PHOENIX, Ariz. -- Kyle Hendricks has thrown more innings against the Brewers than any other team over the course of his career. The leader of the Cubs' rotation will add plenty more against the division rival in the upcoming campaign, too.
That was the main factor behind Hendricks' decision to log three innings in a controlled live batting practice environment on Saturday in Mesa, Ariz. Righty Shelby Miller -- fighting for a spot on Chicago's staff as a non-roster invitee -- started in the Cubs' 3-1 win against Milwaukee at American Family Fields.
"I can get the work in here," Hendricks, sitting at a table next to Field 1 at the Cubs' complex Saturday morning, said. "I think later in spring, if I were to be facing them when I had to go five, six innings -- someone in the division -- I'd just go do it. But, we just thought it'd be better just to control the situations."
As it happened, Hendricks got to face a former Brewers hitter in his workout. Veteran Eric Sogard, who was in his second day in camp as a non-roster invitee for the Cubs, stood in against Hendricks for a handful of at-bats as part of the pitcher's 45-pitch performance.
"That was one of the funny things," Hendricks said. "We came off the field and we're like, 'Man, it's like old times.' This is what we do -- attacking Sogard. It was the first day I saw him, too. To show up today and face him. It was kind of fun."
The Cubs have not officially named their Opening Day starter, but the timing of Hendricks' throwing kept him in line for that potential April 1 assignment against the Pirates. Pressed again on Saturday morning, Cubs manager David Ross smiled, but would not budge on his pick for the season opener.
"I just want to make sure everybody continues to progress in the right way," Ross said. "I know you guys want to know, and I'd love to tell you, but things can happen during Spring Training that could set things back or change."
No concerns over Kimbrel
Cubs manager David Ross spent time on Saturday morning looking at video of closer Craig Kimbrel's outing from the previous afternoon. The manager wanted to examine the pitches, rather than just look at the results.
"It looked like just a little bit of rust. He felt good," Ross said. "The ball was coming out good. It didn't look like he was laboring at all."
Kimbrel was charged with four runs on four hits against Cleveland, and his inning was ended early when he reached 27 pitches. The veteran closer sat around 94-95 mph with his fastball, registered one strikeout and had mixed results with his curve.
"I look for, it was easy 95. It wasn't a lot of effort behind the first couple pitches," Ross said. "The ball was carrying in a true fashion. I thought the breaking ball was still a little lazy at times, but then I went and looked at the video this morning and it was pretty sharp. There was some really good ones in there, too."
• Shortstop Javier Báez was hit on the inside of his right forearm by a pitch in Friday's game, but was on the mend on Saturday. Ross noted that Báez went through the morning workout without any issues, adding that he likes the depth in place if a need did arise at that position.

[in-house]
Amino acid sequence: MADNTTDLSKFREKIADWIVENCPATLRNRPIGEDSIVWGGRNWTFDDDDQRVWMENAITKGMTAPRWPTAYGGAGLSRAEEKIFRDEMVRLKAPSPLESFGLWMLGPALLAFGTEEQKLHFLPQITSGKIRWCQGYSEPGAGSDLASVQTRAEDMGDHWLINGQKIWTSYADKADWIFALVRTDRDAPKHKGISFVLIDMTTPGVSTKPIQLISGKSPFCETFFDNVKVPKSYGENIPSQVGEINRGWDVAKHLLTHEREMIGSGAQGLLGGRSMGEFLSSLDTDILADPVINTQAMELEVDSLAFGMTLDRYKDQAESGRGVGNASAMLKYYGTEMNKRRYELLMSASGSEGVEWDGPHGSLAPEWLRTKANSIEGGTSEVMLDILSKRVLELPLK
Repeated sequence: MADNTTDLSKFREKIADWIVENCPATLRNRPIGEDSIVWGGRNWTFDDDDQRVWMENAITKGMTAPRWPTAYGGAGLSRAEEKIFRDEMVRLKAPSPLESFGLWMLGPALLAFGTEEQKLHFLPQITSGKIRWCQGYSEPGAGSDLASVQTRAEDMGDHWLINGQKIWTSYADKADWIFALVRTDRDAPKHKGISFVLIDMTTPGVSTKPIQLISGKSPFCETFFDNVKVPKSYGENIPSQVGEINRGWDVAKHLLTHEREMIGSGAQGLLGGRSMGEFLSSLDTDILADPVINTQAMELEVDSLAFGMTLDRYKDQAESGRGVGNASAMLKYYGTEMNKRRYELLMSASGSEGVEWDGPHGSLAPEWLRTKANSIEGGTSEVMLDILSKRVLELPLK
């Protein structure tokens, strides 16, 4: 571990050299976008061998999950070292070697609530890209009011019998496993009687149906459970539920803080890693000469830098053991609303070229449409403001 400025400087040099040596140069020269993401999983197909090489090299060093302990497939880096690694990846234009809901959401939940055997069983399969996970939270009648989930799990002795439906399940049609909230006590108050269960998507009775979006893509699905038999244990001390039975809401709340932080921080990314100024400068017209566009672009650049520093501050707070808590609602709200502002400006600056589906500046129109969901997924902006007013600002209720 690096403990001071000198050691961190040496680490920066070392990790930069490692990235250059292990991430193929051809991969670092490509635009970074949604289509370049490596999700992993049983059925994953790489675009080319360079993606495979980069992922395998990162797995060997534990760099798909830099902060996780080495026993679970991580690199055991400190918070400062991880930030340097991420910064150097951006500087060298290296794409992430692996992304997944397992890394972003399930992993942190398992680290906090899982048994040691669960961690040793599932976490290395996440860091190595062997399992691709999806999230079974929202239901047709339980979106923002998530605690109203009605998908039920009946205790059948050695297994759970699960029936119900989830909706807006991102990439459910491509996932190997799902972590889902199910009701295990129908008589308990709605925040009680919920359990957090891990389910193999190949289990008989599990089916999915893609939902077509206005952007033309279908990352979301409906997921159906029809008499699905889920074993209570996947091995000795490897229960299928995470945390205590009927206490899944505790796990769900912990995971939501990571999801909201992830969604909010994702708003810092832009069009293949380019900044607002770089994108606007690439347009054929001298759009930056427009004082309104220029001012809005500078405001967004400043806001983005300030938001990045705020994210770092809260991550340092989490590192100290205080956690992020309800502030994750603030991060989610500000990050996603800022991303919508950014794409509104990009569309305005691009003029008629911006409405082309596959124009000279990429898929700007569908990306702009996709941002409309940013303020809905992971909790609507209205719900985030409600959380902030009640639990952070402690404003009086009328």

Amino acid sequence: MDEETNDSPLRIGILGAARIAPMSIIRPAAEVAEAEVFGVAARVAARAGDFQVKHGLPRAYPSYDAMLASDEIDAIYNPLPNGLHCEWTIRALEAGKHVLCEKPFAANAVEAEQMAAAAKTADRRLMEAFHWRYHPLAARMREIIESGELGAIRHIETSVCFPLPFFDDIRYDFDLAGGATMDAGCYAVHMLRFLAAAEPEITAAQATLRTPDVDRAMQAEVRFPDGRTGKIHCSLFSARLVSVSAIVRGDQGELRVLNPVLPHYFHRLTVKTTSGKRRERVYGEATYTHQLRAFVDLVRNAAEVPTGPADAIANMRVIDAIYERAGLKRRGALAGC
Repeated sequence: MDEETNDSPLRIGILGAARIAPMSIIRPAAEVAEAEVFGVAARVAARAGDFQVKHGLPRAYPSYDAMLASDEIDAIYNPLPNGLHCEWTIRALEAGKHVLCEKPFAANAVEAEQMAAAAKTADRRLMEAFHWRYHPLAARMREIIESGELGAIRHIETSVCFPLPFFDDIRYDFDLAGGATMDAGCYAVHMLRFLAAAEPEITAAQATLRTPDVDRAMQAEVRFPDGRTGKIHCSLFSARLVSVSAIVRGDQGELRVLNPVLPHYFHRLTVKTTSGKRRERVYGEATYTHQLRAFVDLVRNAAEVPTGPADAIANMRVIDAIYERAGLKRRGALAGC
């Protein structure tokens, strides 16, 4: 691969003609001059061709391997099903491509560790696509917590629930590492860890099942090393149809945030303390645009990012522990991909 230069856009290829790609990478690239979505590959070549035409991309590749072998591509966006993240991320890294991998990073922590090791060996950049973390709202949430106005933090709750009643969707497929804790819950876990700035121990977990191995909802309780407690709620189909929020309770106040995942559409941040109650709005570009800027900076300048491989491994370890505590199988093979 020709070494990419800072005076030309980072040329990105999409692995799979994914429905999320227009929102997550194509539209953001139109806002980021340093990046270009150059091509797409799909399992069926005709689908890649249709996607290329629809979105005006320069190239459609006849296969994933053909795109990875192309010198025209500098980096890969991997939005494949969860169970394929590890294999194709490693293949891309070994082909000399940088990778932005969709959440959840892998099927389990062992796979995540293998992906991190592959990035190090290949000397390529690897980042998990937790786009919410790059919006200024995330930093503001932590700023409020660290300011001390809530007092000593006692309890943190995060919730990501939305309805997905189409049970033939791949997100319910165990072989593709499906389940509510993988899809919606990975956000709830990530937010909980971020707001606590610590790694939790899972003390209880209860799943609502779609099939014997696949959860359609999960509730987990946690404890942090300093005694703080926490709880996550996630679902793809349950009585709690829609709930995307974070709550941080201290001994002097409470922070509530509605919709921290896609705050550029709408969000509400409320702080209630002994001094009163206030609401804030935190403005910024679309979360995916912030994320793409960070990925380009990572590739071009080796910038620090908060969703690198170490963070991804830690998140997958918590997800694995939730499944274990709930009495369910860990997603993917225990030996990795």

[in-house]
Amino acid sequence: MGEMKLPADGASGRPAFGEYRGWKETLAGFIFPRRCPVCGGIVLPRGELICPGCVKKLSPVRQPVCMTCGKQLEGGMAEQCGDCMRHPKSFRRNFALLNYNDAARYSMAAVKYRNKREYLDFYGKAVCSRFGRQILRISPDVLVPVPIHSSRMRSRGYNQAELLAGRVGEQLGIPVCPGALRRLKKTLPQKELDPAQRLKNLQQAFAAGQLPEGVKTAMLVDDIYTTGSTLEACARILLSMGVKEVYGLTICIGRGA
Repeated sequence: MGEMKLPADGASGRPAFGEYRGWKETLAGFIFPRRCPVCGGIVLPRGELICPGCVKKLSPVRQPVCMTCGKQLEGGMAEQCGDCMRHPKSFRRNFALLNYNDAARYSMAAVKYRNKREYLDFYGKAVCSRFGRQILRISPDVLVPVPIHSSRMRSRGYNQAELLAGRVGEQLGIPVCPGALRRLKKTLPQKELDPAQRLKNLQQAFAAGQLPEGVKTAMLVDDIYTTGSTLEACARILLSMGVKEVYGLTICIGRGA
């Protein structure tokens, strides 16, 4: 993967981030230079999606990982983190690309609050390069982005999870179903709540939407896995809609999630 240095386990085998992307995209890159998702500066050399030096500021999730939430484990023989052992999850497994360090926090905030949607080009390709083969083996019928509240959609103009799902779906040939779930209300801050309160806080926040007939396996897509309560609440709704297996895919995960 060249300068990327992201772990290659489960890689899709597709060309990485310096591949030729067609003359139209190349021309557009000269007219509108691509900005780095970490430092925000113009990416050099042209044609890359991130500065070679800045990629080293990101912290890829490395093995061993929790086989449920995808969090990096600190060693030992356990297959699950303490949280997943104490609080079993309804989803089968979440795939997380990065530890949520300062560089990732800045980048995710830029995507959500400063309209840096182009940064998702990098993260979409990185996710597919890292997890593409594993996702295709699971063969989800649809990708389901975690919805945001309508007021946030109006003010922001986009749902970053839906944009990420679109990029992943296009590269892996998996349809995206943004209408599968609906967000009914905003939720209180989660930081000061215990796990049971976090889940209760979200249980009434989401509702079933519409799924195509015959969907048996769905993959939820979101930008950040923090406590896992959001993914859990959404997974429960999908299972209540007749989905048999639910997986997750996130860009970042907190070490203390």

"We've got a handful of guys that I feel like can play over there for a short period of time," Ross said, "should something happen to Javy. Luckily, Javy's fine, and back in there today getting work."
• Center fielder Jake Marisnick did some running drills on Friday to test a mild calf issue, per Ross. The Cubs plan on proceeding with a conservative program with Marisnick, who dealt with hamstring troubles last season. Ross said it could be at least five more days before Marisnick's Cactus League debut.
"He's progressing well," Ross said. "I want him to be able to get the bursts. He's still throwing. He's still hitting. So, I think it's just trying to take it a little bit slower and making sure there's a progression here for his running. So, he'll get on the bases here soon."
• Miller turned in two innings against the Brewers, allowing one run on two hits and ending with three strikeouts and no walks. In the first inning, the righty struck out Christian Yelich looking with a slider that the pitcher has been fine-tuning this spring.
"I felt really good, honestly," Miller, who is in the Opening Day mix as a starter or multi-inning reliever, said. "It's probably the best I felt in a while."
• With Miller's outing on Saturday, Cubs starters have now allowed just one run over 11 innings out of the gates this spring. The group has combined for 13 strikeouts against three walks with seven hits allowed.
"I think this team's going to compete. The guys they brought in are great guys as well and a lot of the core is still here. This team is always going to compete in this division. I think we'll continue to surprise a lot of people." -- Sogard said
Right-hander Jake Arrieta is set to make his first Spring Training start on Sunday, when the North Siders head to Salt River Fields to face the D-backs at 2:10 p.m. CT. Arrieta rejoined Chicago on a one-year deal over the offseason and projects to be near the top of the rotation.